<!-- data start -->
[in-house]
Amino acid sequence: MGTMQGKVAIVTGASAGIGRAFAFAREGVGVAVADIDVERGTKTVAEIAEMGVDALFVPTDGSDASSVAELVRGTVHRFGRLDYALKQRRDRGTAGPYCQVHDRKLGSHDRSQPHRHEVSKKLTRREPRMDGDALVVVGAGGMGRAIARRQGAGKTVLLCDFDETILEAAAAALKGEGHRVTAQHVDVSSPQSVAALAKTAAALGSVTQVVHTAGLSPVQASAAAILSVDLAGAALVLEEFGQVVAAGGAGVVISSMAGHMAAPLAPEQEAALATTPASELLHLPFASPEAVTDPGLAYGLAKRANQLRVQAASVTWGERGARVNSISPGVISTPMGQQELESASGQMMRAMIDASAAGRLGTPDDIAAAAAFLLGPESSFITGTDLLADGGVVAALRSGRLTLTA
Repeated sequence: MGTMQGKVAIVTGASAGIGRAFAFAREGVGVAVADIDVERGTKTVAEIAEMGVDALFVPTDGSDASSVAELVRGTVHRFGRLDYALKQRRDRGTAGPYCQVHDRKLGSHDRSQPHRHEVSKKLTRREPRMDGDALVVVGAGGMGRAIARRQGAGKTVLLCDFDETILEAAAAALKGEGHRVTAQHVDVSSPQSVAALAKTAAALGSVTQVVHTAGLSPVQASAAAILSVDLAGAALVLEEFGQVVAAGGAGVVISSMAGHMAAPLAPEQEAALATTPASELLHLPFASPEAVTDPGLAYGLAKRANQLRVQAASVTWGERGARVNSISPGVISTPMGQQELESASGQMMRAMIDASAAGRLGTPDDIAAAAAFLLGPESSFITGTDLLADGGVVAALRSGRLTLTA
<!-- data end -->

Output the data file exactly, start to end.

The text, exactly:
[in-house]
Amino acid sequence: MGTMQGKVAIVTGASAGIGRAFAFAREGVGVAVADIDVERGTKTVAEIAEMGVDALFVPTDGSDASSVAELVRGTVHRFGRLDYALKQRRDRGTAGPYCQVHDRKLGSHDRSQPHRHEVSKKLTRREPRMDGDALVVVGAGGMGRAIARRQGAGKTVLLCDFDETILEAAAAALKGEGHRVTAQHVDVSSPQSVAALAKTAAALGSVTQVVHTAGLSPVQASAAAILSVDLAGAALVLEEFGQVVAAGGAGVVISSMAGHMAAPLAPEQEAALATTPASELLHLPFASPEAVTDPGLAYGLAKRANQLRVQAASVTWGERGARVNSISPGVISTPMGQQELESASGQMMRAMIDASAAGRLGTPDDIAAAAAFLLGPESSFITGTDLLADGGVVAALRSGRLTLTA
Repeated sequence: MGTMQGKVAIVTGASAGIGRAFAFAREGVGVAVADIDVERGTKTVAEIAEMGVDALFVPTDGSDASSVAELVRGTVHRFGRLDYALKQRRDRGTAGPYCQVHDRKLGSHDRSQPHRHEVSKKLTRREPRMDGDALVVVGAGGMGRAIARRQGAGKTVLLCDFDETILEAAAAALKGEGHRVTAQHVDVSSPQSVAALAKTAAALGSVTQVVHTAGLSPVQASAAAILSVDLAGAALVLEEFGQVVAAGGAGVVISSMAGHMAAPLAPEQEAALATTPASELLHLPFASPEAVTDPGLAYGLAKRANQLRVQAASVTWGERGARVNSISPGVISTPMGQQELESASGQMMRAMIDASAAGRLGTPDDIAAAAAFLLGPESSFITGTDLLADGGVVAALRSGRLTLTA